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Satellite imagery is helping scientists develop a new method to help growers predict vining pea yields. The PeaSat project involves ADAS researchers and pea... How satellite imagery could revolutionise pea harvest

Satellite imagery is helping scientists develop a new method to help growers predict vining pea yields.

The PeaSat project involves ADAS researchers and pea grower cooperative HMC Peas to improve yield forecast accuracy – and better coordinate harvest efficiency while reducing crop losses.

Remote sensing specialists at ADAS believe they can use satellite data taken at flowering to accurately predict final pea yield. It is hoped the resulting algorithm will be ready for use by growers before the 2024 vining pea harvest.

ADAS remote sensing consultant Ben Hockridge says: “By creating an algorithm using satellite imagery, we can provide real-time, up-to-date information for everyone involved, no matter where they are in the process.”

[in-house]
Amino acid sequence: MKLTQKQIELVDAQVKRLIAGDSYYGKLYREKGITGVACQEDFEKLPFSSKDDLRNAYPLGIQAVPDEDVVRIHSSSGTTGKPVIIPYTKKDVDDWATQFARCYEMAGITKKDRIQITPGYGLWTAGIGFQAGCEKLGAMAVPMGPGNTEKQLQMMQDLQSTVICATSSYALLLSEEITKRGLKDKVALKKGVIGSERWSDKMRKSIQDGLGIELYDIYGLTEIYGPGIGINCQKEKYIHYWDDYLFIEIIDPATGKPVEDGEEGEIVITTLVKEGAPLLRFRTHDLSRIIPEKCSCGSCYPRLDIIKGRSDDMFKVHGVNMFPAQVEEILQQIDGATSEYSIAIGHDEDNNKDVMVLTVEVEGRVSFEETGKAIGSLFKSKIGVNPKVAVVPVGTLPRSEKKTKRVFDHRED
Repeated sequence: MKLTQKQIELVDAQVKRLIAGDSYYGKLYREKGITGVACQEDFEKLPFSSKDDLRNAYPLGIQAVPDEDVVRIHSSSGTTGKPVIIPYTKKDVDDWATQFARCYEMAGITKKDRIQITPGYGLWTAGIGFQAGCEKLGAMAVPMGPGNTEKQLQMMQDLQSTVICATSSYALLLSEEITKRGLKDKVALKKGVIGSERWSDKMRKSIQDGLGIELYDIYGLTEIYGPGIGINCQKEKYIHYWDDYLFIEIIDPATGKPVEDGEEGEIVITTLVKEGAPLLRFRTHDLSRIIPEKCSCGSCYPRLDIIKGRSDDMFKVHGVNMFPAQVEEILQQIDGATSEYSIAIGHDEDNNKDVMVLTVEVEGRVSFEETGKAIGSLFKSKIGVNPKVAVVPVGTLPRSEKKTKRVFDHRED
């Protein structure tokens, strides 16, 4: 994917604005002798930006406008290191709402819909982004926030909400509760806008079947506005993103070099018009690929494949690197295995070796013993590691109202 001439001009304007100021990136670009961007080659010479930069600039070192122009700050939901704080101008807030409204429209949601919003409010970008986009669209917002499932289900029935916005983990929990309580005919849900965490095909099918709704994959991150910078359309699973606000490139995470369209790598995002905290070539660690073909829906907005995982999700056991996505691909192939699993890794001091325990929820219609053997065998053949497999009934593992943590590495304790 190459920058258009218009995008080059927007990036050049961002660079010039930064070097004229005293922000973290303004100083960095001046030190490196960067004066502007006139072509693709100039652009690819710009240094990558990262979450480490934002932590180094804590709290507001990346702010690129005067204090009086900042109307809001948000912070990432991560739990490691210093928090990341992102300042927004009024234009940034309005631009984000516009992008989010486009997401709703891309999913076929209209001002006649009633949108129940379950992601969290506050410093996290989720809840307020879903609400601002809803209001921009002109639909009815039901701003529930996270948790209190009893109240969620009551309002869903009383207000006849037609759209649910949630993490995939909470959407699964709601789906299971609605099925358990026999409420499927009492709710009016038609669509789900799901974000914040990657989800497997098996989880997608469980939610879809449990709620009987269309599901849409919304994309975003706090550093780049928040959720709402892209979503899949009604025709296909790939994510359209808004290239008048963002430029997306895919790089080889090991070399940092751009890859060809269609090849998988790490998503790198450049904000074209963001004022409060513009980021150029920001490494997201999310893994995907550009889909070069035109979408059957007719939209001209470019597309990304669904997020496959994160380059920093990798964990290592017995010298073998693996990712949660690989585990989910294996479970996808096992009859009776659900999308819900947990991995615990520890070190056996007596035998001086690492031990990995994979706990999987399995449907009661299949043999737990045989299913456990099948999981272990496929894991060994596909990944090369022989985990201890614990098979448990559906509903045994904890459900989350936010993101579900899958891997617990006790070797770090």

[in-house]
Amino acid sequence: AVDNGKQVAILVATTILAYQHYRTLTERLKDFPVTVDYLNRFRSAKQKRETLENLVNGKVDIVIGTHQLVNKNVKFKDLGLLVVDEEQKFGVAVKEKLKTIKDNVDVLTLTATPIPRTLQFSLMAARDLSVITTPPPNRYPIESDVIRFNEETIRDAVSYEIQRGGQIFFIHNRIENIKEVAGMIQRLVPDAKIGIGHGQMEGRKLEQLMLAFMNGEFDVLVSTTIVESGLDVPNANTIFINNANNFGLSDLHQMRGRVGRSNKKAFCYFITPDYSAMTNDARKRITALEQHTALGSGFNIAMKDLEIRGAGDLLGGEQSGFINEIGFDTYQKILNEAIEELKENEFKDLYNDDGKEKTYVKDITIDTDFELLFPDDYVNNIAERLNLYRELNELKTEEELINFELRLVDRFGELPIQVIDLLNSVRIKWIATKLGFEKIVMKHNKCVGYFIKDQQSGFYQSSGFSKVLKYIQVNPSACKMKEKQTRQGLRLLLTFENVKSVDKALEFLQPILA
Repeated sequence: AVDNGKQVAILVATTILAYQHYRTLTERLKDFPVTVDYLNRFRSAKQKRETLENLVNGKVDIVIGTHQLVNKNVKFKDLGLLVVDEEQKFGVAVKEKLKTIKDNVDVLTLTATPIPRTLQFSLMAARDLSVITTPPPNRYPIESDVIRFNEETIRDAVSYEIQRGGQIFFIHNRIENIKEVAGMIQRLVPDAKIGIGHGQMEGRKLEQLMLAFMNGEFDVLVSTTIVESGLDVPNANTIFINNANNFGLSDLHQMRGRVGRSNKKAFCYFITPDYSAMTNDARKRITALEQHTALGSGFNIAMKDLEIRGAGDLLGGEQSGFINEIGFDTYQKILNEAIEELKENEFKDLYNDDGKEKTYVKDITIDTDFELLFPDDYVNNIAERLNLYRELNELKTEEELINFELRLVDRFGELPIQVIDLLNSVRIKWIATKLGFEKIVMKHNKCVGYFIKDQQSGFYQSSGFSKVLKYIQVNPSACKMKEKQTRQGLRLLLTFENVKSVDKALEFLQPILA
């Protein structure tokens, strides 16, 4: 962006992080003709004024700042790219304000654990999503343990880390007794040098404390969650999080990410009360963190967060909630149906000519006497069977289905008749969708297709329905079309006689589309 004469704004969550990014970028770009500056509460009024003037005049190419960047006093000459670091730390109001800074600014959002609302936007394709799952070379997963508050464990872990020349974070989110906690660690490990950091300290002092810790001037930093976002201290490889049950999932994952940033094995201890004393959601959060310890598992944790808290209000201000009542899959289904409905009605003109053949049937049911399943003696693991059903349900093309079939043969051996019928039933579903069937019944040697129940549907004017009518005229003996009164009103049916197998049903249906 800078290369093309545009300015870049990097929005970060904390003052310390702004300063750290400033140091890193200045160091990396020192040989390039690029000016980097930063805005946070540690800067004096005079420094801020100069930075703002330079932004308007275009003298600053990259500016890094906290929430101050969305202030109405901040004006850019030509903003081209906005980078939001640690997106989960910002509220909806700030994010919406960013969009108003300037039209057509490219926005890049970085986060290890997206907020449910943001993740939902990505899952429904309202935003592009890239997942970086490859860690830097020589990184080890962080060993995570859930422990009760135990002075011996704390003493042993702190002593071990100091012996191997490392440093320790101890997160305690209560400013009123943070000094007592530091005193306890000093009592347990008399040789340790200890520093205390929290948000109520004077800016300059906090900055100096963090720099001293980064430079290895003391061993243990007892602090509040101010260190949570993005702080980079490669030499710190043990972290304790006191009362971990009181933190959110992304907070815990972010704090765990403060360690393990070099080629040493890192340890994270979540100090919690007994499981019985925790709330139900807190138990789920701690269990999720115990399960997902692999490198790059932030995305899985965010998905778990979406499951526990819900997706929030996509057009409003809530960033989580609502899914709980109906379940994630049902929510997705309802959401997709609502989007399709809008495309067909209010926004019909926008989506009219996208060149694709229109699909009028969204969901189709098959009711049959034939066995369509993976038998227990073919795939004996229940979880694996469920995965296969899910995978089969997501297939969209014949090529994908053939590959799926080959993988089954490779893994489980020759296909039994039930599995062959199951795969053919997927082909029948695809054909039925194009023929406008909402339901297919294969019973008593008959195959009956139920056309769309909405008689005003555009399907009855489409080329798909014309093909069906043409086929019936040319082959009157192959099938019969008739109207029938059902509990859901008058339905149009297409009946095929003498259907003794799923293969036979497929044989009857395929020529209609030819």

HMC Peas have had yield mapping viners since 2017. They are sharing their repository of past yield map data for multiple vining pea varieties. This data will be used to calibrate the algorithm and ensure accuracy in time for harvest 2024.

Grower groups and processors who are supporting the project say accurately predicting yields from individual fields could revolutionise the way we vining peas are harvested – with benefits for farmers, consumers and the environment.

Pea processing company Greenyard predicting the yield that is coming out of a field would ensure that crops were taken at the required tenderometer reading (TR) band, reducing waste to a minimum and improving the production process.

HMC general manager Allen Giles says: “The efficiencies that this will bring will not only increase our productivity but will also potentially reduce our environmental impact significantly.”